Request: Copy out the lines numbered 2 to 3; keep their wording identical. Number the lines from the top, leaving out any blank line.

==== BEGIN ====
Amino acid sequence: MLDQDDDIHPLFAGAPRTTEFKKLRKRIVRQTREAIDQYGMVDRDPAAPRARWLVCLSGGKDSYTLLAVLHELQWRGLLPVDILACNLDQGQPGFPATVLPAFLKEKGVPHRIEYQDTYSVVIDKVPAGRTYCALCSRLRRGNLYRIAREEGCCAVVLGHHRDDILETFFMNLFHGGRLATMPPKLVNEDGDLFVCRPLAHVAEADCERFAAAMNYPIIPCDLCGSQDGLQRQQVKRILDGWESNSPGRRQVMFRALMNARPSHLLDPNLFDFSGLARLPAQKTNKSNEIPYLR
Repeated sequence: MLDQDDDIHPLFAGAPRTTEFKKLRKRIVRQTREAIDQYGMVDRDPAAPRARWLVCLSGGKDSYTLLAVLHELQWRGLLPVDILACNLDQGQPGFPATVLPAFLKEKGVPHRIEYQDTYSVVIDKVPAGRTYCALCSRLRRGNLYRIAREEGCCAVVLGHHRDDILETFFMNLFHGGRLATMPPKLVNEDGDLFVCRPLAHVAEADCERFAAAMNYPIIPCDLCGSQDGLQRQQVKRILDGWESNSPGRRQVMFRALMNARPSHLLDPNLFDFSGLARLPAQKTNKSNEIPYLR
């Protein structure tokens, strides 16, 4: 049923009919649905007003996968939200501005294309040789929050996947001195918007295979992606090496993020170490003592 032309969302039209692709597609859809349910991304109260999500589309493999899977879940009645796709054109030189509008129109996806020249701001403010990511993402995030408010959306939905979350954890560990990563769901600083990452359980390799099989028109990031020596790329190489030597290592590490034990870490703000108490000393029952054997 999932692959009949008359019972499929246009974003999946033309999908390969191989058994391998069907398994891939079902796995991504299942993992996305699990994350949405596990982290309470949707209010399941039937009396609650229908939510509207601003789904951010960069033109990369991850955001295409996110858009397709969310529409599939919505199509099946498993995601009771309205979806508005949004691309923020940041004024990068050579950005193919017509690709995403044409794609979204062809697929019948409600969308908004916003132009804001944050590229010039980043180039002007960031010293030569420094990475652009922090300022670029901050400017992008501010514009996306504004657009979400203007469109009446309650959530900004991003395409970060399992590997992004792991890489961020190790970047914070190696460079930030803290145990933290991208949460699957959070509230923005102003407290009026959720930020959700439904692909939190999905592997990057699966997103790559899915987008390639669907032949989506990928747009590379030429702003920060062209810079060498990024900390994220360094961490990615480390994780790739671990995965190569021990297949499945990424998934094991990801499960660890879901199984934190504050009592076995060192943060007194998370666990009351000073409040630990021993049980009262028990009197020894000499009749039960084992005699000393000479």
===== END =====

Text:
Repeated sequence: MLDQDDDIHPLFAGAPRTTEFKKLRKRIVRQTREAIDQYGMVDRDPAAPRARWLVCLSGGKDSYTLLAVLHELQWRGLLPVDILACNLDQGQPGFPATVLPAFLKEKGVPHRIEYQDTYSVVIDKVPAGRTYCALCSRLRRGNLYRIAREEGCCAVVLGHHRDDILETFFMNLFHGGRLATMPPKLVNEDGDLFVCRPLAHVAEADCERFAAAMNYPIIPCDLCGSQDGLQRQQVKRILDGWESNSPGRRQVMFRALMNARPSHLLDPNLFDFSGLARLPAQKTNKSNEIPYLR
């Protein structure tokens, strides 16, 4: 049923009919649905007003996968939200501005294309040789929050996947001195918007295979992606090496993020170490003592 032309969302039209692709597609859809349910991304109260999500589309493999899977879940009645796709054109030189509008129109996806020249701001403010990511993402995030408010959306939905979350954890560990990563769901600083990452359980390799099989028109990031020596790329190489030597290592590490034990870490703000108490000393029952054997 999932692959009949008359019972499929246009974003999946033309999908390969191989058994391998069907398994891939079902796995991504299942993992996305699990994350949405596990982290309470949707209010399941039937009396609650229908939510509207601003789904951010960069033109990369991850955001295409996110858009397709969310529409599939919505199509099946498993995601009771309205979806508005949004691309923020940041004024990068050579950005193919017509690709995403044409794609979204062809697929019948409600969308908004916003132009804001944050590229010039980043180039002007960031010293030569420094990475652009922090300022670029901050400017992008501010514009996306504004657009979400203007469109009446309650959530900004991003395409970060399992590997992004792991890489961020190790970047914070190696460079930030803290145990933290991208949460699957959070509230923005102003407290009026959720930020959700439904692909939190999905592997990057699966997103790559899915987008390639669907032949989506990928747009590379030429702003920060062209810079060498990024900390994220360094961490990615480390994780790739671990995965190569021990297949499945990424998934094991990801499960660890879901199984934190504050009592076995060192943060007194998370666990009351000073409040630990021993049980009262028990009197020894000499009749039960084992005699000393000479």